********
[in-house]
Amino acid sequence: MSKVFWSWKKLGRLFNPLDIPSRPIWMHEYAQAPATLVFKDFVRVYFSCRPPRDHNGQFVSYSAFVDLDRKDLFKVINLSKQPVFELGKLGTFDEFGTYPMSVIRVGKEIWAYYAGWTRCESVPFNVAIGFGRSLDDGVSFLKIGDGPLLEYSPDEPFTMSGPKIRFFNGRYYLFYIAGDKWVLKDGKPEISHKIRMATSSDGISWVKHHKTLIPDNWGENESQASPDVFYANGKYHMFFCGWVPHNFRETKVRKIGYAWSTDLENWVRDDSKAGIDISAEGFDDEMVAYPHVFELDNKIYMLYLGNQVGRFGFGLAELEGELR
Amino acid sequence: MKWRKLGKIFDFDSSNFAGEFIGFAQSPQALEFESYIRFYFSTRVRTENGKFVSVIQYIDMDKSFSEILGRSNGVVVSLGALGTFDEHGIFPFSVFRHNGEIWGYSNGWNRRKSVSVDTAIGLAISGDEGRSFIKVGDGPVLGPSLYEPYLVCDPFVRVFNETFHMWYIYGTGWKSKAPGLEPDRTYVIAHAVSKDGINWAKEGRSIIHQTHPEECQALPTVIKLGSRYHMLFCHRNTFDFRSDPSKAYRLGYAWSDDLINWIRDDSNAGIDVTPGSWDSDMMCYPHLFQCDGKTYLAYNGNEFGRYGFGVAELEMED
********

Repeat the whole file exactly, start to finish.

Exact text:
[in-house]
Amino acid sequence: MSKVFWSWKKLGRLFNPLDIPSRPIWMHEYAQAPATLVFKDFVRVYFSCRPPRDHNGQFVSYSAFVDLDRKDLFKVINLSKQPVFELGKLGTFDEFGTYPMSVIRVGKEIWAYYAGWTRCESVPFNVAIGFGRSLDDGVSFLKIGDGPLLEYSPDEPFTMSGPKIRFFNGRYYLFYIAGDKWVLKDGKPEISHKIRMATSSDGISWVKHHKTLIPDNWGENESQASPDVFYANGKYHMFFCGWVPHNFRETKVRKIGYAWSTDLENWVRDDSKAGIDISAEGFDDEMVAYPHVFELDNKIYMLYLGNQVGRFGFGLAELEGELR
Amino acid sequence: MKWRKLGKIFDFDSSNFAGEFIGFAQSPQALEFESYIRFYFSTRVRTENGKFVSVIQYIDMDKSFSEILGRSNGVVVSLGALGTFDEHGIFPFSVFRHNGEIWGYSNGWNRRKSVSVDTAIGLAISGDEGRSFIKVGDGPVLGPSLYEPYLVCDPFVRVFNETFHMWYIYGTGWKSKAPGLEPDRTYVIAHAVSKDGINWAKEGRSIIHQTHPEECQALPTVIKLGSRYHMLFCHRNTFDFRSDPSKAYRLGYAWSDDLINWIRDDSNAGIDVTPGSWDSDMMCYPHLFQCDGKTYLAYNGNEFGRYGFGVAELEMED